“Slaves, submit yourselves to your masters with all respect, not only to the good and gentle but also to the cruel.”

“This is what the Lord Almighty says … ‘Now go and strike Amalek and devote to destruction all that they have. Do not spare them, but kill both man and woman, child and infant, ox and sheep, camel and donkey.’ ”

Yeah, I know exactly what you’re thinking…. Cruel! But I’m not done yet and YOU don’t know where I’m going with this.

So the man took his concubine and sent her outside to them, and they raped her and abused her throughout the night, and at dawn they let her go. At daybreak the woman went back to the house where her master was staying, fell down at the door and lay there until daylight. When her master got up in the morning and opened the door of the house and stepped out to continue on his way, there lay his concubine, fallen in the doorway of the house, with her hands on the threshold. He said to her, ‘Get up; let’s go.’ But there was no answer. Then the man put her on his donkey and set out for home. And when he was come into his house, he took a knife, and laid hold on his concubine, and divided her, together with her bones, into twelve pieces, and sent her into all the coasts of Israel”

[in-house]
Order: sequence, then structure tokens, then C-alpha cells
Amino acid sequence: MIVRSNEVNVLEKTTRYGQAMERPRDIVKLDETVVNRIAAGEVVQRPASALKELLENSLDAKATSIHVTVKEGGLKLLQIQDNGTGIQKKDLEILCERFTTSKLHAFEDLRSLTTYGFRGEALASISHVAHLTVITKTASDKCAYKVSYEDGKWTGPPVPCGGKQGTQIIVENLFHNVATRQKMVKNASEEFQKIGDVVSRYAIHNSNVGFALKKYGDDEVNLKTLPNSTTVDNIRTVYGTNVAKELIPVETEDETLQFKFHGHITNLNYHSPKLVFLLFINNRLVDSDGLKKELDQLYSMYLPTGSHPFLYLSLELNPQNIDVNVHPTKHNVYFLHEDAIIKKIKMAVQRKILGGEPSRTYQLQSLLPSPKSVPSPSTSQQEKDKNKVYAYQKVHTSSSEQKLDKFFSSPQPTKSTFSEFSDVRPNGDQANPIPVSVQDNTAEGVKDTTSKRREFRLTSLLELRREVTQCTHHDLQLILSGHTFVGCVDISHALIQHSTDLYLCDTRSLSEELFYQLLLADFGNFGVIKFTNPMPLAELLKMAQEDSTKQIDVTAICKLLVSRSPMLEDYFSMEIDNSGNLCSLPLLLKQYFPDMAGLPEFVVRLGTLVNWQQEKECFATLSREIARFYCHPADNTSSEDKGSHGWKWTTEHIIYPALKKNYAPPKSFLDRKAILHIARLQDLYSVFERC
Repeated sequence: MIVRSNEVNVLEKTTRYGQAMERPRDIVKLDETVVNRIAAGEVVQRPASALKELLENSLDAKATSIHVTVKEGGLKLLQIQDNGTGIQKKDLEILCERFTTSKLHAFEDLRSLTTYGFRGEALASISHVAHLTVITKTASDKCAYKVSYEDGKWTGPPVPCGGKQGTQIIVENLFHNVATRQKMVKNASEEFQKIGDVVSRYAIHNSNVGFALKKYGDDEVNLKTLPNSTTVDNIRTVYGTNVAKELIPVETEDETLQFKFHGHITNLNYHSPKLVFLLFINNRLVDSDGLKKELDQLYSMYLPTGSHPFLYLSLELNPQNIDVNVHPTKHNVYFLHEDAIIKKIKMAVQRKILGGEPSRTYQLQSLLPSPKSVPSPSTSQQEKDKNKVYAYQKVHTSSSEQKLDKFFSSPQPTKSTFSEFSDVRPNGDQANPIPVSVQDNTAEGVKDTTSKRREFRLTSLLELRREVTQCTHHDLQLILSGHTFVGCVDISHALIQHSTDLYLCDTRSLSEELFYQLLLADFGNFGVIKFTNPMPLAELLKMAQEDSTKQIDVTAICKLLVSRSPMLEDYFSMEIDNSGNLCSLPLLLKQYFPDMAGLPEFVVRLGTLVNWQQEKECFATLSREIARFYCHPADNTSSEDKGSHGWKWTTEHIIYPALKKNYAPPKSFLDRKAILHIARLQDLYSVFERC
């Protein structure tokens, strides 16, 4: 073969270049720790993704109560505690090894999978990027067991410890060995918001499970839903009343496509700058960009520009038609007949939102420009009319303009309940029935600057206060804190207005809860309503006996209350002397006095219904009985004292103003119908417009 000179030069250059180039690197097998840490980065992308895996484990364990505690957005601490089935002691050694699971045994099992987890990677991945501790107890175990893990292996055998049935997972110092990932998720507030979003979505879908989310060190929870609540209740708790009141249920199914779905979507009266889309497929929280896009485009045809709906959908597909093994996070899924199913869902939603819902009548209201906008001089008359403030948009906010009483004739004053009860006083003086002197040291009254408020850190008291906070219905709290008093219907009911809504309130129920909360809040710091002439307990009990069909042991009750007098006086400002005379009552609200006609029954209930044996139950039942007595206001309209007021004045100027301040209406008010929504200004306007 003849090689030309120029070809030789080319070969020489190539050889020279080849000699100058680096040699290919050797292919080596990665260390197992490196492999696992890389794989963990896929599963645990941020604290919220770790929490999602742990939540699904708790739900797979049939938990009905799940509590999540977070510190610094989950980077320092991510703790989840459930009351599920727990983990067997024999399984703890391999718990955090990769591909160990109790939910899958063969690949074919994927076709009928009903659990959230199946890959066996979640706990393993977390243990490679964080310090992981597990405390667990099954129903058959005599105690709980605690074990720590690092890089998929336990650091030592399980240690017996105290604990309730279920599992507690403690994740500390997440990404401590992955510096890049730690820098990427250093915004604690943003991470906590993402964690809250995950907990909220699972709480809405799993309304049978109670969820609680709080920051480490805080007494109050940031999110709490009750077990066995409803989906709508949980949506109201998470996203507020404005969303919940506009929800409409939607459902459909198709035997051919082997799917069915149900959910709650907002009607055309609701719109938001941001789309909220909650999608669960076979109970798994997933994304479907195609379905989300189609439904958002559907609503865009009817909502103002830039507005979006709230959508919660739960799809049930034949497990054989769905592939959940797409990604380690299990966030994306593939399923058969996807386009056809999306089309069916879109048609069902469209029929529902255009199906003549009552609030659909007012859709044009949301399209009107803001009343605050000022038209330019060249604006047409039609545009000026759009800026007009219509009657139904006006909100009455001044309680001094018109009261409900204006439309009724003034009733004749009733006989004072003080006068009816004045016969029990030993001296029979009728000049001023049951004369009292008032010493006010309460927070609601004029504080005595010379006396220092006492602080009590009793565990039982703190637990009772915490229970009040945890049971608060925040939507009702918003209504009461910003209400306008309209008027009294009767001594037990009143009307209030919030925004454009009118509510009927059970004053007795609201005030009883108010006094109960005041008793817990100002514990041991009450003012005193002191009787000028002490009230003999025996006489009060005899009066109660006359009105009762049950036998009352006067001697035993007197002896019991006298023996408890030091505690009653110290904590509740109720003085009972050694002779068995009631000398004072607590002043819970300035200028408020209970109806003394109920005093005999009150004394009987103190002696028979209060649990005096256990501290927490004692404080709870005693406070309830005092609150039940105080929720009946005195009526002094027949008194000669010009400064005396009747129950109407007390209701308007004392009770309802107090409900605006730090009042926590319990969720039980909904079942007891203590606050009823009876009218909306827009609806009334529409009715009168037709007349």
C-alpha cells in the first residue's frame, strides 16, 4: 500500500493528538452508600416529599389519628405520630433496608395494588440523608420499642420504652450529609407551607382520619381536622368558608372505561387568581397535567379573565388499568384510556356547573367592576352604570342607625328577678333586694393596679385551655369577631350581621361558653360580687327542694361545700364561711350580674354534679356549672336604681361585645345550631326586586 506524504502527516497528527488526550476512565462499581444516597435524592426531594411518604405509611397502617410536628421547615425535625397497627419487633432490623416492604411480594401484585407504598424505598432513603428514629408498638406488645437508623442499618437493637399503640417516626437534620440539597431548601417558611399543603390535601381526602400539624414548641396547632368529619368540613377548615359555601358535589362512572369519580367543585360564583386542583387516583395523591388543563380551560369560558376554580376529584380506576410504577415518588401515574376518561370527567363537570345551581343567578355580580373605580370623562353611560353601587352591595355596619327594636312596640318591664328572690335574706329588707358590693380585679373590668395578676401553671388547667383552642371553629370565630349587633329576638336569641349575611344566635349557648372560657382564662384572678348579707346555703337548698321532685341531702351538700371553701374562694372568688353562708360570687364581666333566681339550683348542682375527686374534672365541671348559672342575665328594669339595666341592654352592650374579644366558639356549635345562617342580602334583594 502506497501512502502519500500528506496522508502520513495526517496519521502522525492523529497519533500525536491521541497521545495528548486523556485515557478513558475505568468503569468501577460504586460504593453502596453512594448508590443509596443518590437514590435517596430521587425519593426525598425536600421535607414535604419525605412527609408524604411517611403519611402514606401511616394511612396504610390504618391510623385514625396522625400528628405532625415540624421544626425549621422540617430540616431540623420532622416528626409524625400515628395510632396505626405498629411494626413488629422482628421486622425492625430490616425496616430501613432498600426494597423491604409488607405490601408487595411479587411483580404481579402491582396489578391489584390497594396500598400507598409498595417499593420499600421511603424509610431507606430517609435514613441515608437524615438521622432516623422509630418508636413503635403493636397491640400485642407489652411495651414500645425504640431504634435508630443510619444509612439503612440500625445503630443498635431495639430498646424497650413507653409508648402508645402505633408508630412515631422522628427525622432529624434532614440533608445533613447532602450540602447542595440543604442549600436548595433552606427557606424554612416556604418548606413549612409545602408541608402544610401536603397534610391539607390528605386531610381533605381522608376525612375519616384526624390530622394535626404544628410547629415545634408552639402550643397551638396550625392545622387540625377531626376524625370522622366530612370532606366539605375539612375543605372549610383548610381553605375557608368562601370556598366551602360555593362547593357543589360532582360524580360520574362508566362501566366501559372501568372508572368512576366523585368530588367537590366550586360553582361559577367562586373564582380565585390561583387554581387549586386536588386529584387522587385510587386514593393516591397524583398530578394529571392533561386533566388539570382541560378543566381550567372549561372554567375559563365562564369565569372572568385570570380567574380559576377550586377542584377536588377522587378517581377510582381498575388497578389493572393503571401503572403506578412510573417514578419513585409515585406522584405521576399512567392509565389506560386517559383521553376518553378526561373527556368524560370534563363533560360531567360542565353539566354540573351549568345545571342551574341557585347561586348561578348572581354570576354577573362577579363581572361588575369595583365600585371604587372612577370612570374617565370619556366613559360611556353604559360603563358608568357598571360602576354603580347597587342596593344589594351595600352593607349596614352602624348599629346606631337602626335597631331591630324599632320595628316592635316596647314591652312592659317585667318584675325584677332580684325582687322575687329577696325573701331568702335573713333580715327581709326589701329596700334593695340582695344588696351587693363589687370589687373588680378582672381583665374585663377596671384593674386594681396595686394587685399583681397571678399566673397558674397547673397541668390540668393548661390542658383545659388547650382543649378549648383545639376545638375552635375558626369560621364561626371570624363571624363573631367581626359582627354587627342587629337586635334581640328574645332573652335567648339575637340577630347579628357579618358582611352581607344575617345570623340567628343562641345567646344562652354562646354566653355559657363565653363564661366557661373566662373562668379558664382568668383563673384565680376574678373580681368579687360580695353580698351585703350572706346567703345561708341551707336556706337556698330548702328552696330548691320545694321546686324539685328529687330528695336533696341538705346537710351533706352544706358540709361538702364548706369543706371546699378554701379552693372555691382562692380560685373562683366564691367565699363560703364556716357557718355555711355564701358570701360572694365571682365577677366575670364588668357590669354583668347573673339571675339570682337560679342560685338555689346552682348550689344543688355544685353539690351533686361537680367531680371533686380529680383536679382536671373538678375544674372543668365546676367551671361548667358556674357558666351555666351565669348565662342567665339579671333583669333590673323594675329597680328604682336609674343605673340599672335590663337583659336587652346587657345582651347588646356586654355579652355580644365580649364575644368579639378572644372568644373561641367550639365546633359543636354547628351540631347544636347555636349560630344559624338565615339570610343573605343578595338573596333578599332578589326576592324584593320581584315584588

And Jephthah made a vow to the Lord, and said, ‘If you will give the Ammonites into my hand, then whoever comes out of the doors of my house to meet me, when I return victorious from the Ammonites, shall be the Lord’s, to be offered up by me as a burnt-offering.’ Then Jephthah came to his home at Mizpah; and there was his daughter coming out to meet him with timbrels and with dancing. She was his only child; he had no son or daughter except her. When he saw her, he tore his clothes, and said, ‘Alas, my daughter! You have brought me very low; you have become the cause of great trouble to me. For I have opened my mouth to the Lord, and I cannot take back my vow.’”

Have you read this before? Well let me tell ya where I’ve found these weird, unwomenly, cruel, unbelievable, doubtful verses.

Samuel 15:3

Psalm 137:9

Timothy1 2:12

Romans 1:27

Ephesians 5:22

Peter 1 2:18

Judges 19:25-29

Judges 11:30-1, 34-5

The Hebrew Bible and the New Testament contain many passages outlining approaches to, and descriptions of, violent activities, centering on the ancient nation of Israel and their involvement with Gentile nations.
The history of interpretation within the Abrahamic religions and Western culture includes justification for acts of violence as well as structural violence, and have also been used in opposition to violence (such as describing, commanding, or condemning violent actions by God, individuals, groups, and governments.) These actions include war, human and animal sacrifice, murder, rape, stoning, sexism, slavery, criminal punishment, and violent language.

Are we going to blame God for being violent, sexist and commanding slavery? We won’t if we knew the History of the Bible which is in the next post. Take some time to read.